For Russians, in contrast, Ukraine, in terms of both territory and people, is seen to have been historically an organic part of Russia. Most Russian historians take Kyivan Rus to be the forerunner of the modern Russian state. Kyiv occupies a central place in Russia’s political mythology and reclaiming ‘Russian’ territory lost with the Mongol invasion has been an important justification for Russian expansion to the west. The territorial vision of the region has been reinforced by an ethno-cultural theory that links Ukrainians, Russians and Belarusians (‘three brotherly peoples’) who together constitute ‘the Russian people’.
In the past, the Russian interpretation of history has been used to justify the introduction of Russian institutions into Ukraine, as well as language, culture and Russian settlers. In imperial Russia, the southern Ukrainian lands were known as Malorossiya (Little Russia) or New Russia, which with Russia and the lands of Belarus constituted the ‘natural’ territory of the Russian state. At the same time, Moscow-inspired policies of modernization fostered a progressive integration of the Ukrainian borderlands into the political and economic core of the Russian Empire.
In Tsarist Russia Ukrainian was viewed not as a separate language but as a dialect of Russian and its use as a means of public communication was restricted. The local intelligentsia was also drawn into the Russian cultural orbit. The Ukrainian Autocephalous Orthodox Church was absorbed into the Russian Orthodox Church in the late seventeenth century. Although it was briefly revived in the 1920s and 1940s, it was not to re-emerge fully until 1990. The western territories also contained significant numbers of Ukrainians from the Uniate Church.
The Soviet period
While Ukrainian lands remained subordinated to Moscow following the 1917 revolution, Bolshevik rule did lead to an important change in the relationship between Russia and Ukraine. For the first time, the view that Ukrainians, Belarusians and Russians constituted a single people was officially repudiated in Moscow. In the years after the civil war, three separate Slavic republics were established. However, as power was centralized in the Soviet state, pro-Ukrainian policies were reversed. Russian language became compulsory in all secondary schools throughout the republic and it became difficult to publish material in Ukrainian.
Along with the establishment of Ukraine as a separate political unit, the most significant change that took place under Soviet rule was the three-stage territorial annexation along Ukraine’s western border. In 1939, the Red Army occupied the predominately Ukrainian territories of Poland; in 1940, Soviet Ukraine was extended to include northern Bukovyna and Bessarabia (from Romania). Finally, in 1945 union with Transcarpathia was implemented. In 1954, Nikita Khrushchev transferred Crimea from the jurisdiction of the Russian Federation to Ukraine.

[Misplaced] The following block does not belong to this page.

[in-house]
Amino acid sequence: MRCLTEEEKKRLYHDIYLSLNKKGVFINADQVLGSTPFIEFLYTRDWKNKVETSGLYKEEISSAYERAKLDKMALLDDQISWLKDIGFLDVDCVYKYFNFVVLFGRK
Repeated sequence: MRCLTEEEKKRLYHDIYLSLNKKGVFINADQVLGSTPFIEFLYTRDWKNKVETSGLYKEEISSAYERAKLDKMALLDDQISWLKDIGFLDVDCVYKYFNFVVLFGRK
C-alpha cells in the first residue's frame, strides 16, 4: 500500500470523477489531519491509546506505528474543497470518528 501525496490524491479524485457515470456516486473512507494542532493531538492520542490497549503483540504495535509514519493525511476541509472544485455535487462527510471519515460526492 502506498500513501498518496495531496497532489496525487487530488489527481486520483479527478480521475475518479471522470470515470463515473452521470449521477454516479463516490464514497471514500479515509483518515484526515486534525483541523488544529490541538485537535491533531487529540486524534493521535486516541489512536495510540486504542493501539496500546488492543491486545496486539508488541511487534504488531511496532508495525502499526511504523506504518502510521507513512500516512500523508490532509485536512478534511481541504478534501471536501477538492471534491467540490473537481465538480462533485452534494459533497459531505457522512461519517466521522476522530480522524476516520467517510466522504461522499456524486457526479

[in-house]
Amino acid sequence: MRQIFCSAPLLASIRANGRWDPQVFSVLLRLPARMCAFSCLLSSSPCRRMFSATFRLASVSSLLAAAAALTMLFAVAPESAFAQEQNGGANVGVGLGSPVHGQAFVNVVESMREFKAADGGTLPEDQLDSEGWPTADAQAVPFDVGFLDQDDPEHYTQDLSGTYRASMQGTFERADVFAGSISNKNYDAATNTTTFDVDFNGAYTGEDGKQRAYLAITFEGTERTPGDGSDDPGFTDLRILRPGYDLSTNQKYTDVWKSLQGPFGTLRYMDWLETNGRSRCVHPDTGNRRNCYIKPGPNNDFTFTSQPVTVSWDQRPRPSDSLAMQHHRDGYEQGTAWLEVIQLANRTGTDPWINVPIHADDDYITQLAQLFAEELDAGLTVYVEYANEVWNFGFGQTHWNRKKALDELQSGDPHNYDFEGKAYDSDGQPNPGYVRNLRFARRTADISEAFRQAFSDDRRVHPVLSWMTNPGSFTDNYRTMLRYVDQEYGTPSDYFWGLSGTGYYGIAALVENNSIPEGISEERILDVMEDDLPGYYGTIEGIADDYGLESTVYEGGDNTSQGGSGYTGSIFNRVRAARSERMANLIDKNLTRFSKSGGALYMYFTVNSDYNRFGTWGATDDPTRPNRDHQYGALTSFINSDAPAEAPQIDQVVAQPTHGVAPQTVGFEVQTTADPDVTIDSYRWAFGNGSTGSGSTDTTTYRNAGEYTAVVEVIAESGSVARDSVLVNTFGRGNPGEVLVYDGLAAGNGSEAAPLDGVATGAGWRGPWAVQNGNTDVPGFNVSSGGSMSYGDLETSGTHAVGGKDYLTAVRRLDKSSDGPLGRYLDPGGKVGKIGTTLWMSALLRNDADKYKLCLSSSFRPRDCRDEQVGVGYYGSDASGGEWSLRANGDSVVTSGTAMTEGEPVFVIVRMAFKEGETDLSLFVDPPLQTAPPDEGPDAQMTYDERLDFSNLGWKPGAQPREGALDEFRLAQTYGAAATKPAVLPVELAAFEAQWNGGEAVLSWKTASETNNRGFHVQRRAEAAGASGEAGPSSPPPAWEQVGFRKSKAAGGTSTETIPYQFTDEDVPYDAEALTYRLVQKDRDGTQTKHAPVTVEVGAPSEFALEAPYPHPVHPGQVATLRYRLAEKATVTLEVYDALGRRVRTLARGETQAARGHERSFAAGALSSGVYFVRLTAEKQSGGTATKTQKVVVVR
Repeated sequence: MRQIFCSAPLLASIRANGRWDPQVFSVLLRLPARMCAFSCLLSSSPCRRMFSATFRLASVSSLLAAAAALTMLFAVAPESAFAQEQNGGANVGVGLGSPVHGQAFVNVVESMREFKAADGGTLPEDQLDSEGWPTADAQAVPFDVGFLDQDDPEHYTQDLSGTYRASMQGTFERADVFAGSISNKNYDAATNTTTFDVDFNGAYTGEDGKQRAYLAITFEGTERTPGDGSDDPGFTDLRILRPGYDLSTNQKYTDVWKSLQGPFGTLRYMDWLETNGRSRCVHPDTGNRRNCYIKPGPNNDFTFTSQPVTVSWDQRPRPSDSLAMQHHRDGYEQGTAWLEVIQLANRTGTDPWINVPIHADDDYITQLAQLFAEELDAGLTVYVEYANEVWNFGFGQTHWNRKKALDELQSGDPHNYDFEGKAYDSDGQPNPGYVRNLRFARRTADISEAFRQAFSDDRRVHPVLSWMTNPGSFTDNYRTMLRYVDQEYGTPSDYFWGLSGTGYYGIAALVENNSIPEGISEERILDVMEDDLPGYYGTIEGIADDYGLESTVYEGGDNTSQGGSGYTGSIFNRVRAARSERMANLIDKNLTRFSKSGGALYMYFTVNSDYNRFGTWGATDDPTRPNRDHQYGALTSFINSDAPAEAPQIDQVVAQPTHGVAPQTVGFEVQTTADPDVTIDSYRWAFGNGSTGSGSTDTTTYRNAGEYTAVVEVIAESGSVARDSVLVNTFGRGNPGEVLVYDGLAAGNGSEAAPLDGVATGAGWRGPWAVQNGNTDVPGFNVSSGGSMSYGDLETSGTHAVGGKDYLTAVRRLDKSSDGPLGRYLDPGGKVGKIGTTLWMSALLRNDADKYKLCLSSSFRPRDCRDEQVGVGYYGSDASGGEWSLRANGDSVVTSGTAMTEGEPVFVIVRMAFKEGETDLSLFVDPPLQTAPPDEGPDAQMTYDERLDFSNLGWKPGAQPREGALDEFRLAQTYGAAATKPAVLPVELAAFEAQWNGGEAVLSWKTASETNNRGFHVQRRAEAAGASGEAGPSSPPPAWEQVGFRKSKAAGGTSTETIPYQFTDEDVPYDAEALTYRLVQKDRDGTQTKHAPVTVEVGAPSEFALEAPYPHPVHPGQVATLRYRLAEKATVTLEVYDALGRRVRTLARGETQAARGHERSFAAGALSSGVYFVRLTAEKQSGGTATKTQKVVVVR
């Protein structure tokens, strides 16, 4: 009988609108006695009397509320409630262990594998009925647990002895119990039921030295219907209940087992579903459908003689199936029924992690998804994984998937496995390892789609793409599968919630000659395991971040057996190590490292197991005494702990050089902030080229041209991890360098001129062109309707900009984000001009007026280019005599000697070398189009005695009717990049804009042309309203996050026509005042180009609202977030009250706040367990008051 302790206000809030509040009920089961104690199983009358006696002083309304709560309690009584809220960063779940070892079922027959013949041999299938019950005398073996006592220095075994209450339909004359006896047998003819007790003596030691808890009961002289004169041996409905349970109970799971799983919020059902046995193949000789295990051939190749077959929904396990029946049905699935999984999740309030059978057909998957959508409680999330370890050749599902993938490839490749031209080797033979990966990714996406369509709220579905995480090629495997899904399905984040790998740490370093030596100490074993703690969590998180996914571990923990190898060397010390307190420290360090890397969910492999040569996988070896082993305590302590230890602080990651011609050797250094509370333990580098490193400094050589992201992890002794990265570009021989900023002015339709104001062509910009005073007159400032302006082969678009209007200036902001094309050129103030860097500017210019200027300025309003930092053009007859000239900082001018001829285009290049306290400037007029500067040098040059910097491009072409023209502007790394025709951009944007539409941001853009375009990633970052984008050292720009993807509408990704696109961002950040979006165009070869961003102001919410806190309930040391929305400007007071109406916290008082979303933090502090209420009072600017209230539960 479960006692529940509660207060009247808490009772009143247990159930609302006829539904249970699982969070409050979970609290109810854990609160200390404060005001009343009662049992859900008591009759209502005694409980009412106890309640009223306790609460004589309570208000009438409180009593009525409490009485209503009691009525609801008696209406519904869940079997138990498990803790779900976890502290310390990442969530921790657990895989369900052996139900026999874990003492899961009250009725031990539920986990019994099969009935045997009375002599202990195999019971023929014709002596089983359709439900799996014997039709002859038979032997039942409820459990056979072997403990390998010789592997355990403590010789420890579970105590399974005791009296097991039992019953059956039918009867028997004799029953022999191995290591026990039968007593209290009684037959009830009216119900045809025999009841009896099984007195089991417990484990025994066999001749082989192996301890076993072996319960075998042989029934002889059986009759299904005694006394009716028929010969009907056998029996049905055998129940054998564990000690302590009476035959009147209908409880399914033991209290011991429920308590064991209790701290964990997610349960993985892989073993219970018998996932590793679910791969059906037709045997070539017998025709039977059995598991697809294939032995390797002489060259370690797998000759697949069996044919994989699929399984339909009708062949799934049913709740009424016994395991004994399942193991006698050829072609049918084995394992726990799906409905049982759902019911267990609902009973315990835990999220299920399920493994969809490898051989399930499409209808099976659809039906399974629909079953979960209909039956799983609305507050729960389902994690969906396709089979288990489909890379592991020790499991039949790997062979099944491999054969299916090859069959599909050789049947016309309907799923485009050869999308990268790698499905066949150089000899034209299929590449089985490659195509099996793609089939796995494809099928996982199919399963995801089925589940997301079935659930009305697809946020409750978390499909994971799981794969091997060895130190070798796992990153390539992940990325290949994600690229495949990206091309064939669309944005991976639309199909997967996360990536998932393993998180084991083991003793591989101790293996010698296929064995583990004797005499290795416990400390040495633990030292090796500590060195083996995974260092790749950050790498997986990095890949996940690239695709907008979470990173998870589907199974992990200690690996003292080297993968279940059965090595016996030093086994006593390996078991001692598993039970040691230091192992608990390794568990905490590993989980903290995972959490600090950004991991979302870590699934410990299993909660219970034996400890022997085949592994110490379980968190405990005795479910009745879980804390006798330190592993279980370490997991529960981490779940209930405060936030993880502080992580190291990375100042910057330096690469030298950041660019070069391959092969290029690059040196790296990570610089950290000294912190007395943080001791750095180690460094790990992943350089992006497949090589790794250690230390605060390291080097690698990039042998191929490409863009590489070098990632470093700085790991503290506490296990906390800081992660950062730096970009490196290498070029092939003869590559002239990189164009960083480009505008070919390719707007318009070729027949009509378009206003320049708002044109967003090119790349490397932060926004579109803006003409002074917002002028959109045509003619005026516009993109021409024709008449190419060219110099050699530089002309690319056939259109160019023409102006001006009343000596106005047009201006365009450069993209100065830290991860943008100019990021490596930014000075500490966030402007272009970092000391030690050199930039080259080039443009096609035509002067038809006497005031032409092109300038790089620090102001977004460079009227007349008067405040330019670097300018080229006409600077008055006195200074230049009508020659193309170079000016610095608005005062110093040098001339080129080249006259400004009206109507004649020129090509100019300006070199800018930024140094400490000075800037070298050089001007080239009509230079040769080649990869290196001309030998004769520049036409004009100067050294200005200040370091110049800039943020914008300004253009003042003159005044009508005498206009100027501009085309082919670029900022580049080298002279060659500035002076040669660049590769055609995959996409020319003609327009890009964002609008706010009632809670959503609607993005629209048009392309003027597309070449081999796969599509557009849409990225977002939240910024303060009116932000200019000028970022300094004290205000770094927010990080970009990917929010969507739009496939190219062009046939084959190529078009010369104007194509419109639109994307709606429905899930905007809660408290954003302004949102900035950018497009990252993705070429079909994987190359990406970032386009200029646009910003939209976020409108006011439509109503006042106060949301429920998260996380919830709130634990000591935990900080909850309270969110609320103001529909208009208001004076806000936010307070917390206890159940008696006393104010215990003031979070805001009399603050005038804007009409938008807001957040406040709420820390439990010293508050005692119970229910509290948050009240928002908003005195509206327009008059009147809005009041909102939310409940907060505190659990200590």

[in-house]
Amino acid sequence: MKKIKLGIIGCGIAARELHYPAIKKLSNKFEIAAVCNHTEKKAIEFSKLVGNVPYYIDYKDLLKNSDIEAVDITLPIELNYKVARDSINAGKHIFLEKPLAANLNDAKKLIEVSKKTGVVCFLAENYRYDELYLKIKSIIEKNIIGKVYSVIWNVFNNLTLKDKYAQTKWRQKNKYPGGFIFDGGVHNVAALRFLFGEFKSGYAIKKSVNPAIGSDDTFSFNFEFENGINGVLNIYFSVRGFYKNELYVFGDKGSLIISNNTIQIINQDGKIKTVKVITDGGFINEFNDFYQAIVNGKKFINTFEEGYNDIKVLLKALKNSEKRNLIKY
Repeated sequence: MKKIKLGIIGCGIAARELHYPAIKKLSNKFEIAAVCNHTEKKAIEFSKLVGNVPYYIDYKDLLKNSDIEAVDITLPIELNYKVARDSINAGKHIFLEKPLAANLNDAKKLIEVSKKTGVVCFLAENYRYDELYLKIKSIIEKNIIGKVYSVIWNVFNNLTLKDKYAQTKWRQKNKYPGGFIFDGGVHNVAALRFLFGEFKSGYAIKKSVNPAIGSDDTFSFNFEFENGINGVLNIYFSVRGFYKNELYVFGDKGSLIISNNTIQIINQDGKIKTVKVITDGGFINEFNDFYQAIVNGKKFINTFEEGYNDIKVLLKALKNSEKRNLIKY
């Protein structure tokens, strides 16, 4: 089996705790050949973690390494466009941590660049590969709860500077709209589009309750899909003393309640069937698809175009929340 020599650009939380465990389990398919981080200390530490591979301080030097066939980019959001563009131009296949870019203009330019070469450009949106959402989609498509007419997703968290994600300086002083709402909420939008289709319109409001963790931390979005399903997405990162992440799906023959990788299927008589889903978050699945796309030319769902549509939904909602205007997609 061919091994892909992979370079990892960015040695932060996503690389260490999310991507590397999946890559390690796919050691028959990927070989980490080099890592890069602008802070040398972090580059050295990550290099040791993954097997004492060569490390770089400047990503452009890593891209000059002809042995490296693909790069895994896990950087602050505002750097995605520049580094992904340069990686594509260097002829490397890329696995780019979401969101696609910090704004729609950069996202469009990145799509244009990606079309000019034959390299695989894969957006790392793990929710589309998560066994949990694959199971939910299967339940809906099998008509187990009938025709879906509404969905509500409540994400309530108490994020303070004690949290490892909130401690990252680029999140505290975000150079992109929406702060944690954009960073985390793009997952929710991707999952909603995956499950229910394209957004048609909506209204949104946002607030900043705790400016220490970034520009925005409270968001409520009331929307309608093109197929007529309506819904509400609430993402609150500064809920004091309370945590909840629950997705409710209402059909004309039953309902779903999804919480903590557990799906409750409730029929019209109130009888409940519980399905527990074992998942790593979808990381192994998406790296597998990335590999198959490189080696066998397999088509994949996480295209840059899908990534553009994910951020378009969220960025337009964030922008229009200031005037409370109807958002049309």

The post-Soviet era
The long history of settlement by different peoples in Ukraine has created a set of overlapping and competitive identities among the population. With the territory of contemporary Ukraine only unified in the last fifty years and an independent Ukraine an even more recent development, uniting these diverse peoples within a single state has proved difficult. Following the disintegration of the Soviet Union, forging a national identity capable of uniting the various regions and peoples of Ukraine became one of the central tasks facing the Ukrainian leadership.
The 1990 Declaration of Ukrainian State Sovereignty guaranteed all nationalities that reside on the territory of the republic the right to national-cultural development’. The 1991 Law on Citizenship granting citizenship to everyone permanently resident in Ukraine prior to independence at the date the law came into force in irrespective of ethnicity. The 1991 Declaration of the Rights of Nationalities established a broad range of minority rights, while the 1992 Law on National Minorities declared state support for the development of minorities. However, the latter did not result in a de facto improvement of minority rights. A State Committee for Nationalities and Religion was set up in spring 1993, reformed several times and finally closed down in 2011: some of its functions were transferred to the Ministry of Culture and others to the State Migration Service.
In 1944, following liberation from Nazi occupation, Crimea’s populations of Tatars, Bulgarians, Armenians and Greeks were deported after being accused of collaboration with the Nazis. In June 1945, the peninsula lost its autonomous status and became part of the Russian Federation. In 1954, Nikita Khrushchev transferred Crimea to the jurisdiction of Ukraine as a symbol of the friendship between Ukrainians and Russians.
With large numbers of Russians living on the peninsula, the majority of whom were recent migrants, following independence Crimea became the centre for pro-Russian and secessionist sentiments in Ukraine. Tension in the area stemmed from a mixture of fear of Ukrainianization and Crimea’s difficult socio-economic position. The region is one of the poorest in Ukraine and is overpopulated. The increased pressure on resources brought about by the return of the Tatars from Central Asia has helped to channel social and economic competition into ethno-political confrontation. Russians, Tatars and Ukrainians, who are largely settled in the north of the peninsula, all sought to establish their own ethnically exclusive organisations.
Growing tensions with Russia and the annexation of Crimea